How much is enough to be thankful for? Well, that depends, in part at least, on what we are talking about?- money, food, love, hate, sex, etc. It also depends on why we want those things. The response to the question of “how much” depends not only on the object of our desire but upon each of us asking that question and what the underlying desire to be satisfied really is.
This week I am wondering, probably not surprisingly, “How much is enough to be thankful for?” As we gather with family and friends to celebrate – be it Thanksgiving or Hanukkah or both, as I wrote about last week – or even if we are not but are simply being bombarded with images of people doing so, it’s a question that I ponder. What if we find ourselves in difficult times? Could it actually be cruel to expect ourselves or others to be thankful? What if we, or others, don’t have enough for which to be thankful?
It’s easy to say, “There’s always something for which to be thankful,” and I want to believe that it is so. I am just not sure, however, that expecting that of others – no matter how constructive and loving our motivations may be?- is necessarily healthy or fair.
“There is always something to be thankful for” strikes me as one of those insights that we should strive to maintain in our own lives but deploy cautiously when applied to the lives of others. But that doesn’t mean that when we, or those around us, find it impossible to be thankful, there is nothing to be done but ache. We can do more. We can look back.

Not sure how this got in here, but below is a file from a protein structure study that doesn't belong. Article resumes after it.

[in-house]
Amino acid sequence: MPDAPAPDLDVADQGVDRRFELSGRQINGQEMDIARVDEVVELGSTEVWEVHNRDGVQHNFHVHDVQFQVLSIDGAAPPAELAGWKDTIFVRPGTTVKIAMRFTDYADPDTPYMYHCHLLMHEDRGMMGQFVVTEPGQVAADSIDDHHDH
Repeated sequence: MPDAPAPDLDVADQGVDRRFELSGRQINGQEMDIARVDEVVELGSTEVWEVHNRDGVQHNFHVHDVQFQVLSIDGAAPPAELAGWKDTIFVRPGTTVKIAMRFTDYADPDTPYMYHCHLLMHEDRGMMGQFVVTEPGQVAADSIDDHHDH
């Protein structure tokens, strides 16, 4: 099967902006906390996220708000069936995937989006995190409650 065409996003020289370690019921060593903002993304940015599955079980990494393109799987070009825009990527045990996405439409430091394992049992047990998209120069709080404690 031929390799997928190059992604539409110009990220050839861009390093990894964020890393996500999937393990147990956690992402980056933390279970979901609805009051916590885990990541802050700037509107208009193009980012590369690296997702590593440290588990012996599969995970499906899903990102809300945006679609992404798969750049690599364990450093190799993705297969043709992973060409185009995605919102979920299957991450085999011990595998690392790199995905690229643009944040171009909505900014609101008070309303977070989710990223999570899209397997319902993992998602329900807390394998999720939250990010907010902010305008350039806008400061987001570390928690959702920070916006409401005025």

When our present feels so empty that we find it impossible to be thankful for anything, we can look back to better times?- to past moments when we feel that there was enough for which to be grateful. We may not have enough for which to be grateful now, but I have never met anyone who could not identify something for which they could not be thankful in their past.
Rather than struggle to re-frame our present, insisting that there is enough to be thankful for, sometimes it pays to simply look back and remember better times when there was enough. Knowing that such times were possible in the past can give us the strength to see that they are possible again, even if we are not experiencing them right now.
So how much is enough to be thankful for, especially in the present? I am not sure. But as long as the memory of a better past is not totally consumed by whatever current challenges may exist, you can focus on that memory and be genuinely thankful for what was. And don’t be surprised when acknowledging how good (or at least better than now) it once was, opens up new inner horizons about both the present and the future.
Brad Hirschfield is the co-founder and co-executive editor of The Wisdom Daily. A rabbi, Brad has been featured on ABC’s Nightline UpClose, PBS’s Frontline, Fox News and National Public Radio. He wrote a long-standing column, “For God’s Sake,” for the Washington Post, and has also written for The Huffington Post and Beliefnet.com. He authored the book, You Don?t Have To Be Wrong For Me To Be Right: Finding Faith Without Fanaticism. Brad also serves as President of Clal, The National Jewish Center for Learning and Leadership, a leadership training institute, think tank and resource center in New York City.